York’s ghost tourism may already have provided us with an answer. Already, Uncomfortable Oxford run Haunted Tours, drawing on the supernatural to interrogate histories that continue to disturb public memory. Consider a Ghost Walking Tour in York but with an Uncomfortable Cities spin – making contact not with the dead but with the histories buried six feet deep instead. Can York’s haunted reputation be used to engage participants in the uncomfortable ghosts we’d rather attribute to a trick of the light? Can it draw them back into a plain of visibility? This is a conjuring that does not require a medium, simply the willingness to recognise we do not exist in this present world alone, but every day walk side by side with the ghosts of the uncomfortable pasts we are built on.

 

Written by Esme Boore

This article was originally published on the research blog of Uncomfortable Oxford.

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Want an Uncomfortable Ghost Tour? Check out our

Haunted Oxford Tour

While we do not have a Ghost Tour in York (yet!), our Haunted Oxford tour examines haunting through the echoes of gender disparities, oppression, violence, social division, and the powerful grip of memory.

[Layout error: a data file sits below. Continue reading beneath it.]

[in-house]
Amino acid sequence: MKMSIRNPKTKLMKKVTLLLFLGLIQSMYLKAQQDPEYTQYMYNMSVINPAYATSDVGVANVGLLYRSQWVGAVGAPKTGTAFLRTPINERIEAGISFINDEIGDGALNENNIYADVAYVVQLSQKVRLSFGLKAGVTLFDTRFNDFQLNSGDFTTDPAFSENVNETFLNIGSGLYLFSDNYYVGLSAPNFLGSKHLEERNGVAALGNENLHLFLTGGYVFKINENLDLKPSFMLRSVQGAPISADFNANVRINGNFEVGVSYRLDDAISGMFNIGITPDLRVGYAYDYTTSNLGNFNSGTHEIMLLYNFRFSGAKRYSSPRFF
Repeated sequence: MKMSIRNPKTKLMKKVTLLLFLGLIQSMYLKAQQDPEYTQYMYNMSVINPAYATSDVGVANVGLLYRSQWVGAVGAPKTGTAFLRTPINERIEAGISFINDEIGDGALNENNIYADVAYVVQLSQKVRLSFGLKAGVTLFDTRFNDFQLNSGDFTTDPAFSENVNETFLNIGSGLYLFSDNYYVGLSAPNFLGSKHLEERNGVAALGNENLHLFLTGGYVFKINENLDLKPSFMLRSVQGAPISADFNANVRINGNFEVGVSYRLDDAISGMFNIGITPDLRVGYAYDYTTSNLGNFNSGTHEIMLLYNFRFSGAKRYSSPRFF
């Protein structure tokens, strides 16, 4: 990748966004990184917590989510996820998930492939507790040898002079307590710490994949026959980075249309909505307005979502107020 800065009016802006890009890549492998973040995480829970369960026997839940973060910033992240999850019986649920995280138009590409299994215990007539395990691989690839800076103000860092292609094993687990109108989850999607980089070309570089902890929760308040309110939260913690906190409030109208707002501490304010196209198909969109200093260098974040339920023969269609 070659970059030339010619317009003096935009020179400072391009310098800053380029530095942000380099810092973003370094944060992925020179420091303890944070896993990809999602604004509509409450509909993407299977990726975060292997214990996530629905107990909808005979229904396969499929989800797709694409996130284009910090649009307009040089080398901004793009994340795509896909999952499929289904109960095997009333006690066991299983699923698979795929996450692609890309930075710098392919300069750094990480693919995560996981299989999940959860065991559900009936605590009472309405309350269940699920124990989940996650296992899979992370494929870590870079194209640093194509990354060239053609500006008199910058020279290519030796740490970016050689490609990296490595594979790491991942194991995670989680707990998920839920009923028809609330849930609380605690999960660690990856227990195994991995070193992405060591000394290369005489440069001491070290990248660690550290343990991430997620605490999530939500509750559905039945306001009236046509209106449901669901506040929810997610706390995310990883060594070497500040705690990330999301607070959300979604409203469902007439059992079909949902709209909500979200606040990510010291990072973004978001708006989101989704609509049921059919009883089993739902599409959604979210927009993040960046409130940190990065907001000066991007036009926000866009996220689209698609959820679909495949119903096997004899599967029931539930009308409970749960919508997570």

References

[1] BBC, ‘York: most haunted city in the world!’, BBC Home (24 September 2014).

[2] ‘The Ghostly Children of Bedern’, Ghostwalkbrighton (2021) https://ghostwalkbrighton.co.uk/the-ghostly-children-of-bedern/

 

[3] Jaques Derrida, Spectres of Marx: The State of the Debt, the Work of Mourning, and the New International, translated by Peggy Kamuf, London: Routledge, 1994; T.J. Demos, Return to the Postcolony: Spectres of Colonialism in Contemporary Art, Berlin: Sternberg Press, 2013, p.3

 

[4] Demos, Return to the Postcolony, p.3.

[5] Demos, Return to the Postcolony, p.3.

[6] David McNeill, “Heritage and Hauntology: The Installation Art of Michael Goldberg” in Adam Geczy and Benjamin Genocchio, eds, What is Installation?: An Anthology of Writings on Australian Installation Art (Power Publications 2001), p. 55.

[7] Avery Gordon, Ghostly Matters: Haunting and the Sociological Imagination, 2nd edition (University of Minnesota Press 2008), p.18.

[8] Michael Bell, ‘The Ghosts of Place’, Theory and Society 26, (1997) 813-836, p.813

[9] See Charlie Cayzer, ‘Uncomfortable York: Cocoa History and Global Connections’, Uncomfortable Oxford blog (12 April 2023).

[10] Jeffrey Andrew Weinstock, ‘Introduction: The Spectral Turn’ in Maria del Pilar Blanco and Esther Peeren, eds, The Spectralities Reader: Ghosts and Haunting in Contemporary Cultural Theory (Bloomsbury Academic 2013), p. 63.

[11] Colin Sterling, “Becoming Hauntologists: A New Model for Critical-Creative Heritage Practice”, Heritage & Society 14:1 (2021), p. 70

[12] McNeill, “Heritage and Hauntology”, p. 54.

[13] Gordon, Ghostly Matters, p. 22.